The project to build houses from the railway children’s station is refused


A housing development project from the station made famous by The Railway Children was turned down.

A planning application for nine homes in Mytholmes Lane in Oakworth was first revealed earlier this summer. But Bradford Council has now rejected the plans, saying the green belt location of the site meant it was ‘completely unacceptable’.

The houses are said to have been built a short distance from the village train station which was the main location for the beloved family film. Part of the site is opposite a property on Station Road which doubled as the home of Bernard Cribbins’ character Station Master Perks in the film. The land is a green belt and is currently used as informal parking.

The application, by the Standard Life Trustee Company, said the land had “an appearance of neglect”, adding: “The development of this small site will not undermine the purpose of the green belt.”

The site near Oakworth station

Among those who opposed the plans was councilor Rebecca Poulsen. She said: ‘Access is either via Station Road, over a level crossing and along a single carriageway with a 90 degree bend, or via the narrow Vale Mill Lane and a dangerous bend without visibility of oncoming traffic. If vehicles pass each other along this section of road, they must drive up the sidewalk section to be passed. Part of the road has no sidewalk and the difficulties of access make it dangerous for pedestrians. Given the proximity to the historic Oakworth train station, this area attracts a large number of tourists, making access even more difficult to navigate.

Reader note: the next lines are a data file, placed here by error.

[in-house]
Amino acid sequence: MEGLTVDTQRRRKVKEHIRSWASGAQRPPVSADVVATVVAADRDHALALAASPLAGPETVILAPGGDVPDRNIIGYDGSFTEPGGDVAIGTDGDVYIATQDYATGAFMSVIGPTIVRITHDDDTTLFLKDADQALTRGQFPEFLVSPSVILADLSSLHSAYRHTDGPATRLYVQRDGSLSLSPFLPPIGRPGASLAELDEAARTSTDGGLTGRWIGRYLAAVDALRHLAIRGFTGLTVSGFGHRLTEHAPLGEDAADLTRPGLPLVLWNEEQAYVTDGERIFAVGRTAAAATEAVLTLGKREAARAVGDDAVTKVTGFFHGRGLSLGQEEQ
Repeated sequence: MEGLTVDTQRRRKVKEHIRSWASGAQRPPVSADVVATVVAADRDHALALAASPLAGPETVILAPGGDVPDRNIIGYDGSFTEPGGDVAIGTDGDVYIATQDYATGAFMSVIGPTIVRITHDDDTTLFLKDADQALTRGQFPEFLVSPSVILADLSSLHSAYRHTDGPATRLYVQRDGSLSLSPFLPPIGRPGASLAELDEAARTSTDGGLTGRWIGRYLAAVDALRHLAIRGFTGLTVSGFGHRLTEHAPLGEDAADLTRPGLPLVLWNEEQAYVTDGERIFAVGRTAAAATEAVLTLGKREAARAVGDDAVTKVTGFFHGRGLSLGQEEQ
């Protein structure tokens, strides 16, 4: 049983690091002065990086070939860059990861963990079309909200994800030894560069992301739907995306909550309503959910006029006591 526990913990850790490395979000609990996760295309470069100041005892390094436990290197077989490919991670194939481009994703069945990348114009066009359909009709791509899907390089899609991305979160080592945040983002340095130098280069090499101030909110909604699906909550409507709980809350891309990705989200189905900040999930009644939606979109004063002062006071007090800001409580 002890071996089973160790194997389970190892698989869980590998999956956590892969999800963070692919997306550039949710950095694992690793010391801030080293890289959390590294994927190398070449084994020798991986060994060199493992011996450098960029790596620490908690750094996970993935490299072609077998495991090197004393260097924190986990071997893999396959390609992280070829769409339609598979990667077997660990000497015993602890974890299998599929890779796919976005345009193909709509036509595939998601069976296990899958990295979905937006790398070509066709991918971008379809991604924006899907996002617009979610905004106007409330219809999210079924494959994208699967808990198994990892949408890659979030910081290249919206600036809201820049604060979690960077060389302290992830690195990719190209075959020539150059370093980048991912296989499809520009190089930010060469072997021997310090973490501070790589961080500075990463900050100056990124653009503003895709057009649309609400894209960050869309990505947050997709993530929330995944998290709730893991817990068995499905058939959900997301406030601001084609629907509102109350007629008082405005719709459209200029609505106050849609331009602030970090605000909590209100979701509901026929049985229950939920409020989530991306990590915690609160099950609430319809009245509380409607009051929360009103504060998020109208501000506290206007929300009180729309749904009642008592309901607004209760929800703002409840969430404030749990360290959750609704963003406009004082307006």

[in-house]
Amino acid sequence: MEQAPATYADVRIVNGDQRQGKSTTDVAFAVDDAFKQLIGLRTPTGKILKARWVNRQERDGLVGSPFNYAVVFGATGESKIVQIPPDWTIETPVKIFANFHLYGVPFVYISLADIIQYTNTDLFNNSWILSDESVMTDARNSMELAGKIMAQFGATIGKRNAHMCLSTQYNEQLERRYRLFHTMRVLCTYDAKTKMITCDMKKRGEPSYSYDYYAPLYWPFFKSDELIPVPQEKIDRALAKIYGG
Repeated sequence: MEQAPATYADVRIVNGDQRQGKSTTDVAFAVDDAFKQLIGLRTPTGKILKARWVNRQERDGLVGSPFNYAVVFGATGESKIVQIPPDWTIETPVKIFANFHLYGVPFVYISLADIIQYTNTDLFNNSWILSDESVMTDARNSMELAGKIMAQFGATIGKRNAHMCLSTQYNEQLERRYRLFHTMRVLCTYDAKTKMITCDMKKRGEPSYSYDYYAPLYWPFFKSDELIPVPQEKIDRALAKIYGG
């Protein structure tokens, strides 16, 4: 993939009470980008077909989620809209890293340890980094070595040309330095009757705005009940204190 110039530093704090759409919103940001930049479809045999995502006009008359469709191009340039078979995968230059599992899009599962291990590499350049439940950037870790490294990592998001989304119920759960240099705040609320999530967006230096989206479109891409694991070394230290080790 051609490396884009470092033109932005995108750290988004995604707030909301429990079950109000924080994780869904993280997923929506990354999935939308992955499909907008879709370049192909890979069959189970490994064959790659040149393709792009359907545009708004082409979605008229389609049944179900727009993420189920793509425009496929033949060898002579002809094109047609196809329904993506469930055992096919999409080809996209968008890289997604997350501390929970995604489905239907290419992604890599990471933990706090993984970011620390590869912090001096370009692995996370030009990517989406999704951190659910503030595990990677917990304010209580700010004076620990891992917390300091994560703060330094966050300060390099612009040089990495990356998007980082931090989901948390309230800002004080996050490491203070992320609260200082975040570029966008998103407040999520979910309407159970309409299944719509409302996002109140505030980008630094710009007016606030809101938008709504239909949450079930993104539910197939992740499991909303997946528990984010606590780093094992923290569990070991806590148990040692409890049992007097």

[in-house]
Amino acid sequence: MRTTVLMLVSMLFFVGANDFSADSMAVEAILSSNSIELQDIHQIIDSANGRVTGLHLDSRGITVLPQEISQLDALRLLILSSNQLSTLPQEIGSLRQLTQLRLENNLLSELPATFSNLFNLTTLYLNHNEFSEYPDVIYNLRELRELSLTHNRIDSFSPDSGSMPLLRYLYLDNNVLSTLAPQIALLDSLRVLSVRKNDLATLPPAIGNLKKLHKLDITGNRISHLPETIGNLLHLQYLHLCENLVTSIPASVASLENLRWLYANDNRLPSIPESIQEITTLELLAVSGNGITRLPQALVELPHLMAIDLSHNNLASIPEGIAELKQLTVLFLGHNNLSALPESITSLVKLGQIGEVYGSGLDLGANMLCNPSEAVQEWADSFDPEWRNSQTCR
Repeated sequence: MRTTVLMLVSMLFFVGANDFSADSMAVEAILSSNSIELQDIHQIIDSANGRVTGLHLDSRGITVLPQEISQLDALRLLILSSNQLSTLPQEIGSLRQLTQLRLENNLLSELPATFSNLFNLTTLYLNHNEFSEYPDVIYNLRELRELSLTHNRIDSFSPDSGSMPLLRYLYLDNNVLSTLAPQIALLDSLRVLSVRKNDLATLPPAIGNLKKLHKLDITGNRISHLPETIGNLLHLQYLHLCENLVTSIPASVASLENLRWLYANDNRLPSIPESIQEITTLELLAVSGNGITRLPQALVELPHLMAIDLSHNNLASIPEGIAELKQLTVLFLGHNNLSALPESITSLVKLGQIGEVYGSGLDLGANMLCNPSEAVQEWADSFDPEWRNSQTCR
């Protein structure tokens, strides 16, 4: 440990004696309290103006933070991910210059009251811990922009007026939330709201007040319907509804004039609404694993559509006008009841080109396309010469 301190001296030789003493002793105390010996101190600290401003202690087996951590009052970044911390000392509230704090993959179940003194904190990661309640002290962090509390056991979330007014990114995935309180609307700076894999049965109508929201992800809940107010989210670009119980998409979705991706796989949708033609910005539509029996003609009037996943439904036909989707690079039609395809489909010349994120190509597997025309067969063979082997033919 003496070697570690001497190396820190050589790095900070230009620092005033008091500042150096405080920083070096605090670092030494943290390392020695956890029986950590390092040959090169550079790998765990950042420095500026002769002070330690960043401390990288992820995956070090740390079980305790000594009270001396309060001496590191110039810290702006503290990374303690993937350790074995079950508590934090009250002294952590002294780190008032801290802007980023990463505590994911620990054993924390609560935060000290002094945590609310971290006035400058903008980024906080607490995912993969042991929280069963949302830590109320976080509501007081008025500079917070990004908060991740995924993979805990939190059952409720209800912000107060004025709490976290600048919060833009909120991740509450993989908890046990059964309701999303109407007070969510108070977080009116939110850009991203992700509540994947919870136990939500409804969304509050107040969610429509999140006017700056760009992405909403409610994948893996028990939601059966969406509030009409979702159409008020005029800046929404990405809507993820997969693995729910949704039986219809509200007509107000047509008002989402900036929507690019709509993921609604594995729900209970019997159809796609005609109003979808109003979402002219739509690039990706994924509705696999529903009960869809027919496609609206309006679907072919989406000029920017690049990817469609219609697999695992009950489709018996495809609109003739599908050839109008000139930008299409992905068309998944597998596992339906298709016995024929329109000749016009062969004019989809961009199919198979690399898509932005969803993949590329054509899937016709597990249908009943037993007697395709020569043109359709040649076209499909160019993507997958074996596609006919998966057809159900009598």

Planning officers have now denied the request. They said: “Clearly this development is completely unacceptable given its location in the green belt. It has not been demonstrated that the new accommodations would not have an additional impact on openness. The proposed development would constitute an inappropriate development within the green belt and in the absence of any significant demonstration of very particular circumstances, which could justify the proposal being treated as an exception. The nine houses and ancillary development would appear to be a sprawl and would be contrary to the aims of the green belt. »

They also raised concerns about the motorways, adding: “Mytholmes Lane is an adopted motorway but is sub-standard in width and has many physical constraints including sub-standard pedestrian links, a tunnel through the factory nearby, closely followed by a blind turn. The proposed houses would lead to an increase in the number of vehicles and pedestrians and an increased risk of conflicts on the narrow road, near blind corners.


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